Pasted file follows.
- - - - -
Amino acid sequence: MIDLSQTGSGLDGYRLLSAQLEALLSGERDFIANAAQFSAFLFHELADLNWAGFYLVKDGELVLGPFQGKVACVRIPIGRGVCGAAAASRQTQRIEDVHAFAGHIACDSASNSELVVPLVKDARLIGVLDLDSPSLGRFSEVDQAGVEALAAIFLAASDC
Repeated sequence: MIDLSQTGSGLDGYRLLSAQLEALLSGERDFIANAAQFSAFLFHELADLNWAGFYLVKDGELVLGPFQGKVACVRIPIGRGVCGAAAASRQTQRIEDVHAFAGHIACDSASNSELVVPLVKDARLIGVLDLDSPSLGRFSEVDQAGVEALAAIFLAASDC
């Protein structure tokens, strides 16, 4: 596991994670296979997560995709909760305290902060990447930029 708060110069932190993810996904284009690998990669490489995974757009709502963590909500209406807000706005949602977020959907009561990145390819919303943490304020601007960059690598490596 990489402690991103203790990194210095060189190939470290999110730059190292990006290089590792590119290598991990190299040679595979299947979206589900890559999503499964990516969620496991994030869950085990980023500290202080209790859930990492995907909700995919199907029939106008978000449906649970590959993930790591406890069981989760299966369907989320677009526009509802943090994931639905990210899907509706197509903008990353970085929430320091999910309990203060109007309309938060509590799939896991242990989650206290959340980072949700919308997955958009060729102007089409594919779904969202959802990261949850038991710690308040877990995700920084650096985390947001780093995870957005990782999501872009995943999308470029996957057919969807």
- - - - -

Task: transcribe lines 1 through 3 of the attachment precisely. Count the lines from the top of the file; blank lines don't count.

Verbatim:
Amino acid sequence: MIDLSQTGSGLDGYRLLSAQLEALLSGERDFIANAAQFSAFLFHELADLNWAGFYLVKDGELVLGPFQGKVACVRIPIGRGVCGAAAASRQTQRIEDVHAFAGHIACDSASNSELVVPLVKDARLIGVLDLDSPSLGRFSEVDQAGVEALAAIFLAASDC
Repeated sequence: MIDLSQTGSGLDGYRLLSAQLEALLSGERDFIANAAQFSAFLFHELADLNWAGFYLVKDGELVLGPFQGKVACVRIPIGRGVCGAAAASRQTQRIEDVHAFAGHIACDSASNSELVVPLVKDARLIGVLDLDSPSLGRFSEVDQAGVEALAAIFLAASDC
């Protein structure tokens, strides 16, 4: 596991994670296979997560995709909760305290902060990447930029 708060110069932190993810996904284009690998990669490489995974757009709502963590909500209406807000706005949602977020959907009561990145390819919303943490304020601007960059690598490596 990489402690991103203790990194210095060189190939470290999110730059190292990006290089590792590119290598991990190299040679595979299947979206589900890559999503499964990516969620496991994030869950085990980023500290202080209790859930990492995907909700995919199907029939106008978000449906649970590959993930790591406890069981989760299966369907989320677009526009509802943090994931639905990210899907509706197509903008990353970085929430320091999910309990203060109007309309938060509590799939896991242990989650206290959340980072949700919308997955958009060729102007089409594919779904969202959802990261949850038991710690308040877990995700920084650096985390947001780093995870957005990782999501872009995943999308470029996957057919969807």